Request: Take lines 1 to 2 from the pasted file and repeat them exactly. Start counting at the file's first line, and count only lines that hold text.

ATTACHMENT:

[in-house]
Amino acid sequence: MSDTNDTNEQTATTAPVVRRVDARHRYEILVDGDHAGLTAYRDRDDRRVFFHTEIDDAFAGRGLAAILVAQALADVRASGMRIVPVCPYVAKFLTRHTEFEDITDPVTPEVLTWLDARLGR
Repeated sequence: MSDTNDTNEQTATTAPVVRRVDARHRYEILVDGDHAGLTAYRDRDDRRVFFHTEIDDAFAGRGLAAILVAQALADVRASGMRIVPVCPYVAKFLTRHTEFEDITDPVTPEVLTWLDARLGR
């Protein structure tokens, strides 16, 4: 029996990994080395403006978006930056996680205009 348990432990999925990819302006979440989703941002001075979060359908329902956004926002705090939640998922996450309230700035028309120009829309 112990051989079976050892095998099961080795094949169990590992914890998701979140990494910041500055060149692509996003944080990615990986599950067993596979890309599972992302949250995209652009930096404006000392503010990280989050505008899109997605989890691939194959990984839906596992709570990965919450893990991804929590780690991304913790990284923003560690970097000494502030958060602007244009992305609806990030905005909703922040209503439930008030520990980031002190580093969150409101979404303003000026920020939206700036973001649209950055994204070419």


[in-house]
Amino acid sequence: MSDTNDTNEQTATTAPVVRRVDARHRYEILVDGDHAGLTAYRDRDDRRVFFHTEIDDAFAGRGLAAILVAQALADVRASGMRIVPVCPYVAKFLTRHTEFEDITDPVTPEVLTWLDARLGR